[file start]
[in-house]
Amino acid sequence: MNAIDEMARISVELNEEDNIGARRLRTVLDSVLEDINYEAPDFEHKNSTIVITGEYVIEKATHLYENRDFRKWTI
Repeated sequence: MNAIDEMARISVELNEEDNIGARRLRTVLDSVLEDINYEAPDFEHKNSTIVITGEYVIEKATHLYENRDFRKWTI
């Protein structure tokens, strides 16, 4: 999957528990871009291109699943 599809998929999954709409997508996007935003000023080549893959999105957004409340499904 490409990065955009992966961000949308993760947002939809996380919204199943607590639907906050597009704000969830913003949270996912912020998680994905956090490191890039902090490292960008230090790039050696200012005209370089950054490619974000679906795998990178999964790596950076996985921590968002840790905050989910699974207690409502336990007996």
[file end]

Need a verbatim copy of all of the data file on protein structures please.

[in-house]
Amino acid sequence: MNAIDEMARISVELNEEDNIGARRLRTVLDSVLEDINYEAPDFEHKNSTIVITGEYVIEKATHLYENRDFRKWTI
Repeated sequence: MNAIDEMARISVELNEEDNIGARRLRTVLDSVLEDINYEAPDFEHKNSTIVITGEYVIEKATHLYENRDFRKWTI
């Protein structure tokens, strides 16, 4: 999957528990871009291109699943 599809998929999954709409997508996007935003000023080549893959999105957004409340499904 490409990065955009992966961000949308993760947002939809996380919204199943607590639907906050597009704000969830913003949270996912912020998680994905956090490191890039902090490292960008230090790039050696200012005209370089950054490619974000679906795998990178999964790596950076996985921590968002840790905050989910699974207690409502336990007996």